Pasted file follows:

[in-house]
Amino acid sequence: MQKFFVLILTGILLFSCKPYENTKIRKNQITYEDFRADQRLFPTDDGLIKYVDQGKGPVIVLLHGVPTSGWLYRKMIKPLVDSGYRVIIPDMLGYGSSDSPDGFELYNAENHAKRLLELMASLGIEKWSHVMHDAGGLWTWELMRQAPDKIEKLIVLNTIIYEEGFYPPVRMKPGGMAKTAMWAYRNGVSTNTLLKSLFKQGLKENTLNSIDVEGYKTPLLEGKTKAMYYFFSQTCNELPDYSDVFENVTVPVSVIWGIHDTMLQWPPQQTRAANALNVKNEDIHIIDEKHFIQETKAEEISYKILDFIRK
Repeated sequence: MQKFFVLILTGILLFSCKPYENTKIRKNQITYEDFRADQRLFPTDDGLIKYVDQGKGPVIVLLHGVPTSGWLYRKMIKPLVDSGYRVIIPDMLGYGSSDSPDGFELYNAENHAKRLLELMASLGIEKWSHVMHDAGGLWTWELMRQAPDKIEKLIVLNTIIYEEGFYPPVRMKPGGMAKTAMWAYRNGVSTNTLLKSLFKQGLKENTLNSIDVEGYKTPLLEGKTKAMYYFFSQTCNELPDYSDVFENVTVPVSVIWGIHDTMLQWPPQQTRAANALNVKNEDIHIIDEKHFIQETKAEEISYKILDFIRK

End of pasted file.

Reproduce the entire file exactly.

[in-house]
Amino acid sequence: MQKFFVLILTGILLFSCKPYENTKIRKNQITYEDFRADQRLFPTDDGLIKYVDQGKGPVIVLLHGVPTSGWLYRKMIKPLVDSGYRVIIPDMLGYGSSDSPDGFELYNAENHAKRLLELMASLGIEKWSHVMHDAGGLWTWELMRQAPDKIEKLIVLNTIIYEEGFYPPVRMKPGGMAKTAMWAYRNGVSTNTLLKSLFKQGLKENTLNSIDVEGYKTPLLEGKTKAMYYFFSQTCNELPDYSDVFENVTVPVSVIWGIHDTMLQWPPQQTRAANALNVKNEDIHIIDEKHFIQETKAEEISYKILDFIRK
Repeated sequence: MQKFFVLILTGILLFSCKPYENTKIRKNQITYEDFRADQRLFPTDDGLIKYVDQGKGPVIVLLHGVPTSGWLYRKMIKPLVDSGYRVIIPDMLGYGSSDSPDGFELYNAENHAKRLLELMASLGIEKWSHVMHDAGGLWTWELMRQAPDKIEKLIVLNTIIYEEGFYPPVRMKPGGMAKTAMWAYRNGVSTNTLLKSLFKQGLKENTLNSIDVEGYKTPLLEGKTKAMYYFFSQTCNELPDYSDVFENVTVPVSVIWGIHDTMLQWPPQQTRAANALNVKNEDIHIIDEKHFIQETKAEEISYKILDFIRK